What did you learn about fundraising during your time as an investor?
The most obvious thing you don't get as an entrepreneur but you see as a VC is just how many pitches get in front of venture capitalists. ... It feels extremely personal when you're the entrepreneur, but in reality, an investor is only going to make a few bets, but they're going to see hundreds and hundreds of entrepreneurs. It's a lot more than whether they like you and think your business is going to succeed. They're also thinking about their partnerships and dynamics—and that part was never obvious to me when I was pitching.
The other part is that it's really just about opportunity size. At the end of the day, venture capital is a specific form of funding. It only makes sense when the outcome can be billions of dollars, or 10 times to 50 times what the VC puts into the company. There's a specific formula to companies that can provide that kind of exit—you have to consider whether they can really scale to hundreds of millions in revenue. … And I think the speed is something that comes up that wasn't obvious to me before I became an investor. Some companies can be big but they take a long time to build out. Venture is designed to scale very, very quickly, which is almost unnerving. The exits have to happen within five to 10 years.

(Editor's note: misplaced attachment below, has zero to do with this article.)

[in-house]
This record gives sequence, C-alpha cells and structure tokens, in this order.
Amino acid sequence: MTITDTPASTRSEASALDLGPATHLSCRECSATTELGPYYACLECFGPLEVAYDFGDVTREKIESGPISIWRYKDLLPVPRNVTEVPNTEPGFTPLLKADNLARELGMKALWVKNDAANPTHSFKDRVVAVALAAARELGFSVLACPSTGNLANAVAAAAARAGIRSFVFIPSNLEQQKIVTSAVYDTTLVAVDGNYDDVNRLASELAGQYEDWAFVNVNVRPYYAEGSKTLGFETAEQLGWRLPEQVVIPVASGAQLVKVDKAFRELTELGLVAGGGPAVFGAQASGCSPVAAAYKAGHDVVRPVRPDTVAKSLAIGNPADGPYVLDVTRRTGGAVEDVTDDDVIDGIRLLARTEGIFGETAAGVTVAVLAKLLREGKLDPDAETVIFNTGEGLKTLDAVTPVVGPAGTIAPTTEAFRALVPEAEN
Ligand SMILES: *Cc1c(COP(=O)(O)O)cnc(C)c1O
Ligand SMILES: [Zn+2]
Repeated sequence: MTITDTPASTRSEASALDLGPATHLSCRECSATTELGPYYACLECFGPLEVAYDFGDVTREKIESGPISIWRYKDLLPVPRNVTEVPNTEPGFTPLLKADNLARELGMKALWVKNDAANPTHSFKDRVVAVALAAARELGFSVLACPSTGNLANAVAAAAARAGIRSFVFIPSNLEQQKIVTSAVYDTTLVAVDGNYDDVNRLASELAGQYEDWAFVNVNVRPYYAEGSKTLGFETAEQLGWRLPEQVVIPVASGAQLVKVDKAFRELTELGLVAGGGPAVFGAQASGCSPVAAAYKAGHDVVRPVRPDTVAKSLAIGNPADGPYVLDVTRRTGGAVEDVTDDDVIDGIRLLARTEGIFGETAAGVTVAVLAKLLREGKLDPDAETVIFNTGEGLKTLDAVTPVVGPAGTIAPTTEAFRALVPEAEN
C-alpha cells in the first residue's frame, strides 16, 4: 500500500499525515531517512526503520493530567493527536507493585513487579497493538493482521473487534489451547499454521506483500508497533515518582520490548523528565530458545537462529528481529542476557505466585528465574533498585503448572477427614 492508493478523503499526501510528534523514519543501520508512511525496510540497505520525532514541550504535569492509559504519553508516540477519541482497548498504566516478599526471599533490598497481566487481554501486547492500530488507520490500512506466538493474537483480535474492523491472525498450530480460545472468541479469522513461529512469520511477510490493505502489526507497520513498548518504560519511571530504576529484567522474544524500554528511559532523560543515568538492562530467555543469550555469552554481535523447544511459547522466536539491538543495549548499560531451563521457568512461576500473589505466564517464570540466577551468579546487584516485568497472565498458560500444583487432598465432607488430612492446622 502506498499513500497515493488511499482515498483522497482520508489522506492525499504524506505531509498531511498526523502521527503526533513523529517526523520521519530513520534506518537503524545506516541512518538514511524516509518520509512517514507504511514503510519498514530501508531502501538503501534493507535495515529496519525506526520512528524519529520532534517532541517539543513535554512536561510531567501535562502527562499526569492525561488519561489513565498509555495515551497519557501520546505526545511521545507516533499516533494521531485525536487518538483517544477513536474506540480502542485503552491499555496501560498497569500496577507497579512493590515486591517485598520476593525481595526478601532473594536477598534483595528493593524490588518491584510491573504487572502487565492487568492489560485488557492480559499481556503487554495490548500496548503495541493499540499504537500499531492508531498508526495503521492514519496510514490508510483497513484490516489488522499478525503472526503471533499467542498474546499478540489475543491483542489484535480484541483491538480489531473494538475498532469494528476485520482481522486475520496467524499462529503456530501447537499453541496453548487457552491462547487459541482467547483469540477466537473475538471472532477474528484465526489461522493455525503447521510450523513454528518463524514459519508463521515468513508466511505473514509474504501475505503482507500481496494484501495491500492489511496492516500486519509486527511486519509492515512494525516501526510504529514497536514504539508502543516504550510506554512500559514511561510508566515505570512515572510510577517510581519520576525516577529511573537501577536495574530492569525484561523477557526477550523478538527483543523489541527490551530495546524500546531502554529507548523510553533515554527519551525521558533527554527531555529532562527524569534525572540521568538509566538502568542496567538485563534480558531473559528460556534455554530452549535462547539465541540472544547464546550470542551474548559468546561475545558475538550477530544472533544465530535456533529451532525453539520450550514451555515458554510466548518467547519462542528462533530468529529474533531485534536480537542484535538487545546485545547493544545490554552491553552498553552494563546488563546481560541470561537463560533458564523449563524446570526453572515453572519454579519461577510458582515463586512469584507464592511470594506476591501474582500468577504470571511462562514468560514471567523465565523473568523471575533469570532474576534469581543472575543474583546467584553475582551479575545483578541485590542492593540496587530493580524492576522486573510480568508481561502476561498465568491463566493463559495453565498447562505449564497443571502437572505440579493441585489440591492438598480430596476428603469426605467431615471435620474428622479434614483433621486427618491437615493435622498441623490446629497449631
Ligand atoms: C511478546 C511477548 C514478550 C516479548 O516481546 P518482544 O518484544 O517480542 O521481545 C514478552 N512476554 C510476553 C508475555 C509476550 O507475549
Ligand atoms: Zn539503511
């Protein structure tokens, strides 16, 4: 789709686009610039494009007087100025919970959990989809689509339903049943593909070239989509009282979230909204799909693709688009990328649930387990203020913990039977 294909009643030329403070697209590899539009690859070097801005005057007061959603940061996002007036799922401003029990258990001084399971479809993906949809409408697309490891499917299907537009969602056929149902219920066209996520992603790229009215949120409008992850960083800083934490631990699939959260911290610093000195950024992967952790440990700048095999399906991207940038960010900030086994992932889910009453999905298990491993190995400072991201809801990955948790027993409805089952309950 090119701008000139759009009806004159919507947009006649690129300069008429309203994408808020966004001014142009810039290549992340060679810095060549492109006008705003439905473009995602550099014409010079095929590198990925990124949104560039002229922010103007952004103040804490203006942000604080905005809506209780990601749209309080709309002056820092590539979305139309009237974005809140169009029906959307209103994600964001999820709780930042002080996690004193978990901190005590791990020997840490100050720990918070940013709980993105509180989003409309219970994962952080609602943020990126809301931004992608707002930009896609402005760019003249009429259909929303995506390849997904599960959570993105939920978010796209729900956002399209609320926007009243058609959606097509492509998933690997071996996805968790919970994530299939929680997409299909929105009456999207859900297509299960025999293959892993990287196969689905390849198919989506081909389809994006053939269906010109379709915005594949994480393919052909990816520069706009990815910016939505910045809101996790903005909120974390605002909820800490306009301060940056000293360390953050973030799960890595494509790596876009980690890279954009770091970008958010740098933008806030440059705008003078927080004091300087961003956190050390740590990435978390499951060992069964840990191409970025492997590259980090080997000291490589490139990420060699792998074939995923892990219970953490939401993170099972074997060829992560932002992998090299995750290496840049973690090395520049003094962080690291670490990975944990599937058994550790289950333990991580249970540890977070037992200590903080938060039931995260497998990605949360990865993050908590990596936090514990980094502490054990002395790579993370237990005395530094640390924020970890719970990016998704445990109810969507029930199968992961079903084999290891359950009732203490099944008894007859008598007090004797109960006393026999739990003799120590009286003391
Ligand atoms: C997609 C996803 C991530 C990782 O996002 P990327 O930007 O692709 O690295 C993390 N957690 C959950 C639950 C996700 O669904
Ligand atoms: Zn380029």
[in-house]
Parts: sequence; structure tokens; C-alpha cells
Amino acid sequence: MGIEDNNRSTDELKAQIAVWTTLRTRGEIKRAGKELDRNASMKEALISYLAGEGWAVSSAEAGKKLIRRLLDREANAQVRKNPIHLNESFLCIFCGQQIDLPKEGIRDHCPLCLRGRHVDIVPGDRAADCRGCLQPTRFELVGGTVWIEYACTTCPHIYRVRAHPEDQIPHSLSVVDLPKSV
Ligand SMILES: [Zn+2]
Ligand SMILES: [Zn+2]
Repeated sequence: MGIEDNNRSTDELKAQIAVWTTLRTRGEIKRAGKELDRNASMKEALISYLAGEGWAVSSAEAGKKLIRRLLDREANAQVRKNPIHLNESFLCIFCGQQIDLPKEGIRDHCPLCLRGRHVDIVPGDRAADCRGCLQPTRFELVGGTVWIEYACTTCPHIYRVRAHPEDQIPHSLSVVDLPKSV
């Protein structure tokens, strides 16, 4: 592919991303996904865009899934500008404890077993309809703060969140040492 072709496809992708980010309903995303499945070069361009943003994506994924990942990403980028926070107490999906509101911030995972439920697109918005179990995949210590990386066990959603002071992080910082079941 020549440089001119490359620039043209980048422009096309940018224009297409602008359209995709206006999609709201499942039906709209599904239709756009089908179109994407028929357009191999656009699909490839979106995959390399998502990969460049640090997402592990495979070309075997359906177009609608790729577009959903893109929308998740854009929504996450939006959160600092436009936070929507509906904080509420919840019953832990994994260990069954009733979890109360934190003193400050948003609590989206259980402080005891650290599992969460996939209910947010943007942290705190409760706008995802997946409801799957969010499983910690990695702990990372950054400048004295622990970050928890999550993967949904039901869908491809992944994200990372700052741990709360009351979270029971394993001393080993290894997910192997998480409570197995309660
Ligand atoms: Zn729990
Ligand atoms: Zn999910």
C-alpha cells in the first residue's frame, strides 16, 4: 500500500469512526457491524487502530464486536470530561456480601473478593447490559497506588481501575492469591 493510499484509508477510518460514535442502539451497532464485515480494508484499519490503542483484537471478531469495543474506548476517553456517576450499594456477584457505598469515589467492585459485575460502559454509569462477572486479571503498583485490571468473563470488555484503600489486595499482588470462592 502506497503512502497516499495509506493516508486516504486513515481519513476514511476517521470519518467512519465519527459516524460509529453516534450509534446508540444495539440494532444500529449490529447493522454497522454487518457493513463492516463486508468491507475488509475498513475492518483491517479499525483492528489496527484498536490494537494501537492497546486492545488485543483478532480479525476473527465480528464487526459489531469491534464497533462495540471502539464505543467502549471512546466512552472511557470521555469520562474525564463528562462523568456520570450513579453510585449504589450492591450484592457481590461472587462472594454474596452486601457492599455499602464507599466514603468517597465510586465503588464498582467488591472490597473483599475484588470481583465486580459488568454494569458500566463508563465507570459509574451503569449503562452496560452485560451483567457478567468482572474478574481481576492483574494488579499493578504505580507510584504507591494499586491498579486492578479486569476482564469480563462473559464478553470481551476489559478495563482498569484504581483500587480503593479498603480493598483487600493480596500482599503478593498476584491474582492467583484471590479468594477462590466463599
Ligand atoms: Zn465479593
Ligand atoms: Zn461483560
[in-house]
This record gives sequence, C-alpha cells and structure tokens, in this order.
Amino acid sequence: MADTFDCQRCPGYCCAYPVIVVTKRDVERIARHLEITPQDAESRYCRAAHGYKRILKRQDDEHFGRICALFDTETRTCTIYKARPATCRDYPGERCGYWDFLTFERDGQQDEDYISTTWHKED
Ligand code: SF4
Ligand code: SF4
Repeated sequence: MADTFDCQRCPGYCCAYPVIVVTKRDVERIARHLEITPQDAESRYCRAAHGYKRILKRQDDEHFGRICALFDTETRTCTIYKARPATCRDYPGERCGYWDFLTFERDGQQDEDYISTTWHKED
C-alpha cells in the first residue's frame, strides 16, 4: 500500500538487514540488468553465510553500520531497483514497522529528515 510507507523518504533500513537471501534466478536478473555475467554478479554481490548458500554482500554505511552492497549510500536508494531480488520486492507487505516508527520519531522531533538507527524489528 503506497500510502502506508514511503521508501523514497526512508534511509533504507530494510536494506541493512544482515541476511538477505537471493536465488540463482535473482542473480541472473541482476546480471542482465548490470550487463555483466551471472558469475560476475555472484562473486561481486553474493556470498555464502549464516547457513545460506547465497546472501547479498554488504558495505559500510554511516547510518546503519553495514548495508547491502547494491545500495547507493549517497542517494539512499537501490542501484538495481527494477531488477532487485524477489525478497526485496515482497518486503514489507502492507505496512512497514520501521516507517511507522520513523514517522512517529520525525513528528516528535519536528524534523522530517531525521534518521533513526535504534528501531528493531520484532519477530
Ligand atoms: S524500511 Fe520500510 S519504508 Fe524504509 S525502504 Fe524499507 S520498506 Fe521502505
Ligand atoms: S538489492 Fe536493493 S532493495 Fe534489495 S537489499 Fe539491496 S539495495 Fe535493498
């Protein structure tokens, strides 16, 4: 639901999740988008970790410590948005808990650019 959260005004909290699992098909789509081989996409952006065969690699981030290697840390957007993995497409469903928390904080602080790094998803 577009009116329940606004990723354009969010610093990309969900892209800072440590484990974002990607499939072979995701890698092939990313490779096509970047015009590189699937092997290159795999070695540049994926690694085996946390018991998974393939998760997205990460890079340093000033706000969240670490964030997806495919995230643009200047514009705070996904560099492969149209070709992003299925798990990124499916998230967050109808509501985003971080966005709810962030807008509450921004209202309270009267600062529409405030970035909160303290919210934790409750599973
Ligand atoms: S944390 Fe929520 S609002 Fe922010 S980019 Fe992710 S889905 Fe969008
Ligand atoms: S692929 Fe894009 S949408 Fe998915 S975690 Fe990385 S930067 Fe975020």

You probably thought a lot about those things when you were launching Modsy.
Definitely. You need to be leveraging tech to be able to disrupt an industry. ... You should come out the other end with something that's differentiated. When I was a VC, I had this three-part model to analyze the entrepreneurs coming in, and with [Modsy], I thought about whether those things applied to me.
The three questions I asked were: 1) Do they have a unique connection to the problem they're solving? 2) Do they have domain expertise?...[and] 3) What's the overall market and opportunity size?
I have to ask: How has being a woman, both on the founder and investor side, affected your career?
There's no way to deny that being a woman has affected my career. There's no question. Even if I didn't feel it, it was happening anyway. Any time you're in the minority, you're fighting subconscious stereotypes and very clear stereotypes. When you're on the VC side, you may be interested in businesses your partners aren't interested in, for example. And when you're pitching, there's a disconnect. I can't tell you how many times I've heard, "My wife would love that."
You just don’t have the network. The female VC network is so light right now. … It's not like women can call up a college buddy and get a drink and all of a sudden they're helping you get a deal done. But for men, that's their friend, that's their buddy, that's who they hang out with on the weekends. Women VCs have to work much harder to get good proprietary deal flow. And founders have to work really hard to build those relationships. My less sophisticated way of saying it is this: There's no equivalent of the old boys' club for the girls.
Related read: Do female founders get better results?
Check out our Q&A with Hayley Barna, a partner at First Round Capital.